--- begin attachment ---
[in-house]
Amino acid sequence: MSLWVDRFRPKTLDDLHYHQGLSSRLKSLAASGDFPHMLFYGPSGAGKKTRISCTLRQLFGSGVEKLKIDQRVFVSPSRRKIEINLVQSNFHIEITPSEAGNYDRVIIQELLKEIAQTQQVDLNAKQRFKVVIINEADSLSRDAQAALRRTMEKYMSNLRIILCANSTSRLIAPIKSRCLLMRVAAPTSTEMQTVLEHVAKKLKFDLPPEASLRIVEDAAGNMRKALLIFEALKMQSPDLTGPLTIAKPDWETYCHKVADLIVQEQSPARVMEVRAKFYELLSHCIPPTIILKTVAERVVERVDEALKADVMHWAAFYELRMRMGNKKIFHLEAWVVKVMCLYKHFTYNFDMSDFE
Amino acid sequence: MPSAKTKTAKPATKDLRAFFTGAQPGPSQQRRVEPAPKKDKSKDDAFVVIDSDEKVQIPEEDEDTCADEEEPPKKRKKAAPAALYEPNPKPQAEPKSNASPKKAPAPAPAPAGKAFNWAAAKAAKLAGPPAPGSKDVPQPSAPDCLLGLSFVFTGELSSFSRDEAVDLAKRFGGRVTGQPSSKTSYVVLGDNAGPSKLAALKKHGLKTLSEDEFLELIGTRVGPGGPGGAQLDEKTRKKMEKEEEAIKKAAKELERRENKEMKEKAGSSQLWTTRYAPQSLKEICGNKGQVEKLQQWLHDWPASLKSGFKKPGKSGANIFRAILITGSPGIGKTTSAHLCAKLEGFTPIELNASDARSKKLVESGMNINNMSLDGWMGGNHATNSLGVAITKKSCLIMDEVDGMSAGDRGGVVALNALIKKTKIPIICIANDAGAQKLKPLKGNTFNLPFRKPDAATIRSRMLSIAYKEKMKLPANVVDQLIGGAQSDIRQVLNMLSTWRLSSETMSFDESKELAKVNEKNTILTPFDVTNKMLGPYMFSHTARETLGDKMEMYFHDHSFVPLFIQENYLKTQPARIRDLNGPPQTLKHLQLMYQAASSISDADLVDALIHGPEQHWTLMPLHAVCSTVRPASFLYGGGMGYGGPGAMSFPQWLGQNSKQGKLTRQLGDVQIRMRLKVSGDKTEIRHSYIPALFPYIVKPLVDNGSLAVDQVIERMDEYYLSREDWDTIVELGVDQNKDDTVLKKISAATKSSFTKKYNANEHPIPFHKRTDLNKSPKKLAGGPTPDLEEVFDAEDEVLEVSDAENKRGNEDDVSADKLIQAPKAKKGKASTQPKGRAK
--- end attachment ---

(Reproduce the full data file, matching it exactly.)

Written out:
[in-house]
Amino acid sequence: MSLWVDRFRPKTLDDLHYHQGLSSRLKSLAASGDFPHMLFYGPSGAGKKTRISCTLRQLFGSGVEKLKIDQRVFVSPSRRKIEINLVQSNFHIEITPSEAGNYDRVIIQELLKEIAQTQQVDLNAKQRFKVVIINEADSLSRDAQAALRRTMEKYMSNLRIILCANSTSRLIAPIKSRCLLMRVAAPTSTEMQTVLEHVAKKLKFDLPPEASLRIVEDAAGNMRKALLIFEALKMQSPDLTGPLTIAKPDWETYCHKVADLIVQEQSPARVMEVRAKFYELLSHCIPPTIILKTVAERVVERVDEALKADVMHWAAFYELRMRMGNKKIFHLEAWVVKVMCLYKHFTYNFDMSDFE
Amino acid sequence: MPSAKTKTAKPATKDLRAFFTGAQPGPSQQRRVEPAPKKDKSKDDAFVVIDSDEKVQIPEEDEDTCADEEEPPKKRKKAAPAALYEPNPKPQAEPKSNASPKKAPAPAPAPAGKAFNWAAAKAAKLAGPPAPGSKDVPQPSAPDCLLGLSFVFTGELSSFSRDEAVDLAKRFGGRVTGQPSSKTSYVVLGDNAGPSKLAALKKHGLKTLSEDEFLELIGTRVGPGGPGGAQLDEKTRKKMEKEEEAIKKAAKELERRENKEMKEKAGSSQLWTTRYAPQSLKEICGNKGQVEKLQQWLHDWPASLKSGFKKPGKSGANIFRAILITGSPGIGKTTSAHLCAKLEGFTPIELNASDARSKKLVESGMNINNMSLDGWMGGNHATNSLGVAITKKSCLIMDEVDGMSAGDRGGVVALNALIKKTKIPIICIANDAGAQKLKPLKGNTFNLPFRKPDAATIRSRMLSIAYKEKMKLPANVVDQLIGGAQSDIRQVLNMLSTWRLSSETMSFDESKELAKVNEKNTILTPFDVTNKMLGPYMFSHTARETLGDKMEMYFHDHSFVPLFIQENYLKTQPARIRDLNGPPQTLKHLQLMYQAASSISDADLVDALIHGPEQHWTLMPLHAVCSTVRPASFLYGGGMGYGGPGAMSFPQWLGQNSKQGKLTRQLGDVQIRMRLKVSGDKTEIRHSYIPALFPYIVKPLVDNGSLAVDQVIERMDEYYLSREDWDTIVELGVDQNKDDTVLKKISAATKSSFTKKYNANEHPIPFHKRTDLNKSPKKLAGGPTPDLEEVFDAEDEVLEVSDAENKRGNEDDVSADKLIQAPKAKKGKASTQPKGRAK